"Choose Your Major In College As If You Were Going To Die The Day After Graduation"

graduation

Photo: Beverly & Pack via flickr

The ‘do what you love’ lore in entrepreneurship is one of the most-often-misunderstood and most-often repeated mottos.There’s truth in the core idea. The business you build should reflect your strengths and weaknesses, and yes, what you like to do. But life isn’t that simple.

Obviously, when you set out to build a business, just doing what you love isn’t enough. It has to be something people want or need. It has to be something people will pay for. I love skiing and hiking and playing the guitar, but I couldn’t make money on any one of them. People will never pay me to ski or hike or play guitar.

On the other hand, you don’t just pick from a menu of hot new business ideas. You look at a mirror and consider who you are, what you like to do, and what you’re good at, not to mention what resources you have. All of that matters a great deal.

I always liked the advice of a professor at Notre Dame who suggested you should choose your major in college as if you were going to die the day after graduation. The idea is that what you like to study is the best way to choose which path you’re going to take later on. It reflects your nature, and, we hope, what you’re good at.

Last week Penelope Trunk posted worst career advice: do what you love on BNET. I hate that title because it oversimplifies the truth. But she ends up making sense, at least it does if you don’t take her title literally. It’s not really bad advice in the sense it’s normally meant.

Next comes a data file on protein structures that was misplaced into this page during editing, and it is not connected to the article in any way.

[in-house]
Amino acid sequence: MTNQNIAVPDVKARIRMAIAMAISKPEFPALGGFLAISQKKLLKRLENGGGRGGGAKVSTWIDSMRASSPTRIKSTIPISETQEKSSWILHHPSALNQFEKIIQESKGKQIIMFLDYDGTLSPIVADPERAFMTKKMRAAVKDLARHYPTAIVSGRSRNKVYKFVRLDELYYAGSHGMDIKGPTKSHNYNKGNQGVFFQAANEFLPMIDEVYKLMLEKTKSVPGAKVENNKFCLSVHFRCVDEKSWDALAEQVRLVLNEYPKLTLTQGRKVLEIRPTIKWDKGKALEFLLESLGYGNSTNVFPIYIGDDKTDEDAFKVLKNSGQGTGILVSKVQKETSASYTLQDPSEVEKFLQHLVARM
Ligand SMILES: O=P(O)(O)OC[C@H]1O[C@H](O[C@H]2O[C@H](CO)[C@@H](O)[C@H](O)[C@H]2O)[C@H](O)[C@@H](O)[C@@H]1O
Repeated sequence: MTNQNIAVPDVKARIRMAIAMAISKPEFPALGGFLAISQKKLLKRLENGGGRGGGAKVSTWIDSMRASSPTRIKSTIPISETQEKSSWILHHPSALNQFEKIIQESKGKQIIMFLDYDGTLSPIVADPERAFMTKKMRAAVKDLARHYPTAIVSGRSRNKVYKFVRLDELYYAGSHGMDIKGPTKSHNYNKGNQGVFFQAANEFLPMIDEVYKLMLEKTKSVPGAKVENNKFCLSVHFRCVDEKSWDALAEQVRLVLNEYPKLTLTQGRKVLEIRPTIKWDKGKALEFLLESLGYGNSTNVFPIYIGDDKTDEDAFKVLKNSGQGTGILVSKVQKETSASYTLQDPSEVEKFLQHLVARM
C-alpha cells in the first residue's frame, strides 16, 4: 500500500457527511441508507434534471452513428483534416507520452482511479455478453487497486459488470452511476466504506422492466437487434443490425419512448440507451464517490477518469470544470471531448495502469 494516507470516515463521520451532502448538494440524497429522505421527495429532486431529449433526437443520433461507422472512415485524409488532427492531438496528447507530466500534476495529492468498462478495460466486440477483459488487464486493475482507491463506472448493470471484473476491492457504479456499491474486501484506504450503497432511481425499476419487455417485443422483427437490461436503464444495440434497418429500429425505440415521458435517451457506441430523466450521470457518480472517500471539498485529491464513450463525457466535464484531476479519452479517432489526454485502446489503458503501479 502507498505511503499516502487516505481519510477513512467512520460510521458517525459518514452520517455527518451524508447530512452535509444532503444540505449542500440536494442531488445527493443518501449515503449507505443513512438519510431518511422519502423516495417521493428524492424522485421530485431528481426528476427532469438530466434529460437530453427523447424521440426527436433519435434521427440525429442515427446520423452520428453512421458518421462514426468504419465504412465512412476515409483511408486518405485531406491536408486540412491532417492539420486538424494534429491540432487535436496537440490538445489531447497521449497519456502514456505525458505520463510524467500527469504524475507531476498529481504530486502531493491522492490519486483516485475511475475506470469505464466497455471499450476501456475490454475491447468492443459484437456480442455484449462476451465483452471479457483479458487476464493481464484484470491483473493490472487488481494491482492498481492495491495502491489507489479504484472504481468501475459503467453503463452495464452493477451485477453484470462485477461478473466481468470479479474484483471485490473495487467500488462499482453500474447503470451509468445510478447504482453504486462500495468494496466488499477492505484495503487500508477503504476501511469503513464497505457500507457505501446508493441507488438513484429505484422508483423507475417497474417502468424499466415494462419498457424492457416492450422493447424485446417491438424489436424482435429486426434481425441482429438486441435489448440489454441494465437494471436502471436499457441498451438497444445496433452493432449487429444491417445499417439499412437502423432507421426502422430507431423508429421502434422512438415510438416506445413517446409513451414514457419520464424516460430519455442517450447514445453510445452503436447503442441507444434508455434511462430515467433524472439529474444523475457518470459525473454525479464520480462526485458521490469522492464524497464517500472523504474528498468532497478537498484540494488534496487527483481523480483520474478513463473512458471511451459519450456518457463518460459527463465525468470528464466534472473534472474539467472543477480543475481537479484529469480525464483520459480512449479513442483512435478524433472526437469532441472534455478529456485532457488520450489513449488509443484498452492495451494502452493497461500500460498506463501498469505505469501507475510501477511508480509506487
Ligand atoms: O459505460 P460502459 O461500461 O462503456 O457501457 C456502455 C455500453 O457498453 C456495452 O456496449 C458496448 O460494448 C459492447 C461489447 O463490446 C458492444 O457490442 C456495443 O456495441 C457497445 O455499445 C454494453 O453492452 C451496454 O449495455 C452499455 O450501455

First, she redefines ‘doing what you love’ in career terms as doing whatever you love most, something you’d do even if you didn’t get paid. That is not the real point. It’s taking the idea to an extreme:

So you will say, “But look. Now you are getting paid to do what you love. You are so lucky.” But it’s not true. I mean, there are things I enjoy more, and I discover new things I love all the time.

I like where she ends up, though:

Here’s some practical advice: Do not what you love; do what you are.

Which takes us back to the real truth. If you’re going to start your own business, it’s going to be work, there are going to be hard times, and you’re going to have to do a lot of grunt work. It helps if you’re in an activity or business area you like. And you’re doing something related to your strengths and weaknesses.

Most of the time, you like the things you’re better at. And, no matter what you do, it won’t always be fun.

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